Morris: The greatest leaders throughout history (with rare exception) were great storytellers. What do you make of that?
Nowak: They’re smart. Well-told stories tap into our deepest yearnings and desires. They stir us. Leaders who are unable to stir folks, especially in a democracy, simply will not get elected. Because we know that stories work, every modern politician these days has been coached on telling stories. The key now is to move from the easy and predictable stories – rags-to-riches, immigrant-to-success – and tell stories that involve taking a true personal risk in the telling. Stories that are mere marketing clichés come across as mere marketing clichés. They fail to stir!
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To read the complete interview, please click here.
Achim cordially invites you to check out the resources at these websites:
Why Ann Curry was Replaced on the Today Show:
NBC News chief Steve Capus candidly told THR that he thought Curry had not been right for the job in many respects. He said he agreed with interviewer Marisa Guthrie that Curry had faltered in the cooking segments, movie star interviews and fluffy features that make up a large portion of “Today.”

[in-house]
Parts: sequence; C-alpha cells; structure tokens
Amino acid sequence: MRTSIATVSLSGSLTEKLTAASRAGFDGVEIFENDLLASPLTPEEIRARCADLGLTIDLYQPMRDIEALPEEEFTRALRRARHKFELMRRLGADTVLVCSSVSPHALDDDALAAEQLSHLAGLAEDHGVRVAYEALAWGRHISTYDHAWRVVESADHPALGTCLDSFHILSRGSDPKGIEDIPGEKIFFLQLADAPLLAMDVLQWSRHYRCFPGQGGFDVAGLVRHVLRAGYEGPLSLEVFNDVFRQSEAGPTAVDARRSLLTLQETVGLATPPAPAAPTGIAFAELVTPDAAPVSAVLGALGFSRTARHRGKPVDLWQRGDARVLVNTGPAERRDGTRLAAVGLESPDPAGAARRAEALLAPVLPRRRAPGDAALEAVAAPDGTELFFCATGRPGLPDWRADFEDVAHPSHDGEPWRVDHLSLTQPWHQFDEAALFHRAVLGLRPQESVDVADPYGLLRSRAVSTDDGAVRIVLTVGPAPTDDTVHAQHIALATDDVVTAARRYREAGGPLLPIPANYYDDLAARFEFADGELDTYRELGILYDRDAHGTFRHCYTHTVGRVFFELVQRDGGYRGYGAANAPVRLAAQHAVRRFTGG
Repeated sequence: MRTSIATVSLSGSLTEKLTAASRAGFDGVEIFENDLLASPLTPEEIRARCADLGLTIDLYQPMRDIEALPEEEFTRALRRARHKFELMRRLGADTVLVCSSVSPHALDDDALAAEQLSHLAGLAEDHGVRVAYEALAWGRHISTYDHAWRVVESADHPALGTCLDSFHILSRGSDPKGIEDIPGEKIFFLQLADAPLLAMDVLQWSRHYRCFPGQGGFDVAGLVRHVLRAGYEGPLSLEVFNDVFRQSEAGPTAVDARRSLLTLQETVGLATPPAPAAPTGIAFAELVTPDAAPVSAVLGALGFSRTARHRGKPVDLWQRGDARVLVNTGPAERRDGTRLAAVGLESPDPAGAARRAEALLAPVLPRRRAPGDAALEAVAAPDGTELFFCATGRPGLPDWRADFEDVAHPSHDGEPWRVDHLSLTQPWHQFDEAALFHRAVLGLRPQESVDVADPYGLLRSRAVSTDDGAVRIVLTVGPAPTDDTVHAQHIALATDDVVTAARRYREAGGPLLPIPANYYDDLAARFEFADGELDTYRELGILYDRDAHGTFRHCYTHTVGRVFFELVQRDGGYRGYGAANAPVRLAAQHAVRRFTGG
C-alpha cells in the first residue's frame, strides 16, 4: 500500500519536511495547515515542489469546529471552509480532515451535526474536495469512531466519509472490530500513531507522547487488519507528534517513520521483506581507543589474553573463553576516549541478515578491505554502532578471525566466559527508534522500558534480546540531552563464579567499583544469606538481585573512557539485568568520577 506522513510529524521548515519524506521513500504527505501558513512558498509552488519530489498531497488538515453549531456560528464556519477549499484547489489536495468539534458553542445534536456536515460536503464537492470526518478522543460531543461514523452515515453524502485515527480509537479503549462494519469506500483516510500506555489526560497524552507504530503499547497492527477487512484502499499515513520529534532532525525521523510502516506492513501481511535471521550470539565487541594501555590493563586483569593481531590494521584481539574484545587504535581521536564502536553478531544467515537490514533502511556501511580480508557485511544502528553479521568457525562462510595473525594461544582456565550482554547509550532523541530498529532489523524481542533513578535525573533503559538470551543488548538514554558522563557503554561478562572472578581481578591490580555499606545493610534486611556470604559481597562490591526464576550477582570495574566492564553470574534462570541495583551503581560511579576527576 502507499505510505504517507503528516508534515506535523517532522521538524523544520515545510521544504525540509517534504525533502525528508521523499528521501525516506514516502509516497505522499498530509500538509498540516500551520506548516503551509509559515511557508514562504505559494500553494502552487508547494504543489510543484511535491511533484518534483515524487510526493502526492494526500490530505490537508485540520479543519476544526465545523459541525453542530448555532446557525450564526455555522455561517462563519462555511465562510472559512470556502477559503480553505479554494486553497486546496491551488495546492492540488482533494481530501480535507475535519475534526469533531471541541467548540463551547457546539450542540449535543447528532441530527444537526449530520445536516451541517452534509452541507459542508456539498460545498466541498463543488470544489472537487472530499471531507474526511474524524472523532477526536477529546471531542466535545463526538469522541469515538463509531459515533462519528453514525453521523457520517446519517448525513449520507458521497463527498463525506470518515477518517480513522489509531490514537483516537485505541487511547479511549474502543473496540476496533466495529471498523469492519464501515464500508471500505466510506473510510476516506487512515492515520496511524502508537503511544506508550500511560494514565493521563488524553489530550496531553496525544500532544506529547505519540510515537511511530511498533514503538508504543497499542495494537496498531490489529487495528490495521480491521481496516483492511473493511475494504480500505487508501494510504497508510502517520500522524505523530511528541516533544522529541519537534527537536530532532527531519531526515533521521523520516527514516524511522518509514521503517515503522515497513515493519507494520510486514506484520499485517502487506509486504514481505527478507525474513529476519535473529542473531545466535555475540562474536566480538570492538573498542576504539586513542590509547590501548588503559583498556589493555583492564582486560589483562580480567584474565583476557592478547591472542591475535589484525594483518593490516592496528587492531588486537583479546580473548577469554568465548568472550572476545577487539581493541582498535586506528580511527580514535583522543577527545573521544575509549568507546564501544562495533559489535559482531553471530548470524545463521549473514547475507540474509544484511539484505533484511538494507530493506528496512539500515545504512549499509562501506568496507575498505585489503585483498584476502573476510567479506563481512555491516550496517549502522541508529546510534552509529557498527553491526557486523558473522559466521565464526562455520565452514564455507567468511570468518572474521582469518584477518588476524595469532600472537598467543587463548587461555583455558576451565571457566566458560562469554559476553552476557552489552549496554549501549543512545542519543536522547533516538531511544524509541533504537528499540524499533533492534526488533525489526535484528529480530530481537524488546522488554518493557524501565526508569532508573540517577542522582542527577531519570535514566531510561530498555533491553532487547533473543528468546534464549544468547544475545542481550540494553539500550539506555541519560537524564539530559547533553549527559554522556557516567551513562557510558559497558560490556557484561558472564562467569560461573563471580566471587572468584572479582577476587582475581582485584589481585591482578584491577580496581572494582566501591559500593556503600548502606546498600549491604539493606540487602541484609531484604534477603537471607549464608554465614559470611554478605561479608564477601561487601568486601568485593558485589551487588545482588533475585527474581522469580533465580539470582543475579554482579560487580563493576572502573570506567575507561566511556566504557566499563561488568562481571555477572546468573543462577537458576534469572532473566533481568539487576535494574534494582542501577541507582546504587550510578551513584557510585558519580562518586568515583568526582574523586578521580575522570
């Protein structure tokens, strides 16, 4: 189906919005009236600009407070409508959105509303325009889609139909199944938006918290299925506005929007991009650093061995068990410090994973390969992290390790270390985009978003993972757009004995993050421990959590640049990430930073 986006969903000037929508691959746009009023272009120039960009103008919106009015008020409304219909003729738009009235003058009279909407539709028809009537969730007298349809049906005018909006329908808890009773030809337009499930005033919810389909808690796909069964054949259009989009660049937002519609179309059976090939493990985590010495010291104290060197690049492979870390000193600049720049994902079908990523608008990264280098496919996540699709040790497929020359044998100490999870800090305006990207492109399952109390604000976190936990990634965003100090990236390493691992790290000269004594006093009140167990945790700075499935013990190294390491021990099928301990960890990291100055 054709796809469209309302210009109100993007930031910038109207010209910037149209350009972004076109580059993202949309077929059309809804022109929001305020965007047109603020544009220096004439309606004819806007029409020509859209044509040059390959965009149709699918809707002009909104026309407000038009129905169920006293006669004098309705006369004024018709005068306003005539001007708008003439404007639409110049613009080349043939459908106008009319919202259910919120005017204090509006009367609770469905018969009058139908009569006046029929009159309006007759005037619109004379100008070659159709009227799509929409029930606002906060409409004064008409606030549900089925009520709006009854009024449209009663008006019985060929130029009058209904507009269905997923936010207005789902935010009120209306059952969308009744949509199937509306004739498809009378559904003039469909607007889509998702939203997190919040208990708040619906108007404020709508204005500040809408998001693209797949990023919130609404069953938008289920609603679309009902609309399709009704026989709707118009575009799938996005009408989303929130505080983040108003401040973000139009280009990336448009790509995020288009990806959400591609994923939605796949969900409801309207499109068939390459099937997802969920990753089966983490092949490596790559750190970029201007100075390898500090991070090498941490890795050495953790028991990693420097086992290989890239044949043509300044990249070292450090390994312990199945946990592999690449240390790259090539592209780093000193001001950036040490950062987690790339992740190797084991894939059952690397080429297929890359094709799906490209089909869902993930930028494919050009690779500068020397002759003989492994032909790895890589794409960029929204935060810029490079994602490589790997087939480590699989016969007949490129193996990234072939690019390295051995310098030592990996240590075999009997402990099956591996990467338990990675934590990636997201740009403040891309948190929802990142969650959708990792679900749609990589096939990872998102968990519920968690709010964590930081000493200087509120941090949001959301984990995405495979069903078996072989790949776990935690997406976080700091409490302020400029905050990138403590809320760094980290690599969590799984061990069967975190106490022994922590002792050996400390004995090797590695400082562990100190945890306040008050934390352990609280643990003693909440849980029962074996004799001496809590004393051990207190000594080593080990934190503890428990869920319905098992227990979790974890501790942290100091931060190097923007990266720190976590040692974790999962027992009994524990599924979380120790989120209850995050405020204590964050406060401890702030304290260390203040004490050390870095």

“I think her real passion is built around reporting on international stories,” he said. “It’s tough to convey a sincere interest in something if you don’t possess it … and you could tell with her, you can tell with any anchor, whether they’re into it or not. And I think we’ve now come up with a role that will play to her strengths.”
Capus said that, although he felt it was right to give Curry a chance at the top “Today” job (she had put in fourteen years as newsreader and already been passed over once before), he had had no choice but to make the change.
“We gave her a year to prove herself, and ultimately we came to the conclusion that she had played at the highest level she could,” he said. “When you’re in the major leagues of our profession, you’ve got to continue to be at peak performance in order to stay there.”
Ann Curry’s ‘Today’ Exit: Steve Capus, NBC News President, Says ‘We Gave Her A Year To Prove Herself’